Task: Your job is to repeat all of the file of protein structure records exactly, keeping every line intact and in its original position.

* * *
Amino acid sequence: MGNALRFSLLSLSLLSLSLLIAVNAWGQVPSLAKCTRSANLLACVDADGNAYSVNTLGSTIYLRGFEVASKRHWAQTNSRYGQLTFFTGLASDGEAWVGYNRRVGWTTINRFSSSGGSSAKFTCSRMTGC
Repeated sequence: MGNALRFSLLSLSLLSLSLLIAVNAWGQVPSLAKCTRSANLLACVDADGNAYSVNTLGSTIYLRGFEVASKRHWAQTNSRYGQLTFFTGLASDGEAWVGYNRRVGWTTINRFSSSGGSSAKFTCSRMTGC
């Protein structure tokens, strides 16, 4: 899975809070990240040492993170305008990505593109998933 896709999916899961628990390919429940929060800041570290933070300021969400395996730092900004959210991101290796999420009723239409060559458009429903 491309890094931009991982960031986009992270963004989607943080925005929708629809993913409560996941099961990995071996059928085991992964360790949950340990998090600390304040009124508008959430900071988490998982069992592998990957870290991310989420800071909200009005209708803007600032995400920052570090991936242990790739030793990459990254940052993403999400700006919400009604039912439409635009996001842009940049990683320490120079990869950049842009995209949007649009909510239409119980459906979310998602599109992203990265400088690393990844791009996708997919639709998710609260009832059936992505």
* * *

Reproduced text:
Amino acid sequence: MGNALRFSLLSLSLLSLSLLIAVNAWGQVPSLAKCTRSANLLACVDADGNAYSVNTLGSTIYLRGFEVASKRHWAQTNSRYGQLTFFTGLASDGEAWVGYNRRVGWTTINRFSSSGGSSAKFTCSRMTGC
Repeated sequence: MGNALRFSLLSLSLLSLSLLIAVNAWGQVPSLAKCTRSANLLACVDADGNAYSVNTLGSTIYLRGFEVASKRHWAQTNSRYGQLTFFTGLASDGEAWVGYNRRVGWTTINRFSSSGGSSAKFTCSRMTGC
């Protein structure tokens, strides 16, 4: 899975809070990240040492993170305008990505593109998933 896709999916899961628990390919429940929060800041570290933070300021969400395996730092900004959210991101290796999420009723239409060559458009429903 491309890094931009991982960031986009992270963004989607943080925005929708629809993913409560996941099961990995071996059928085991992964360790949950340990998090600390304040009124508008959430900071988490998982069992592998990957870290991310989420800071909200009005209708803007600032995400920052570090991936242990790739030793990459990254940052993403999400700006919400009604039912439409635009996001842009940049990683320490120079990869950049842009995209949007649009909510239409119980459906979310998602599109992203990265400088690393990844791009996708997919639709998710609260009832059936992505």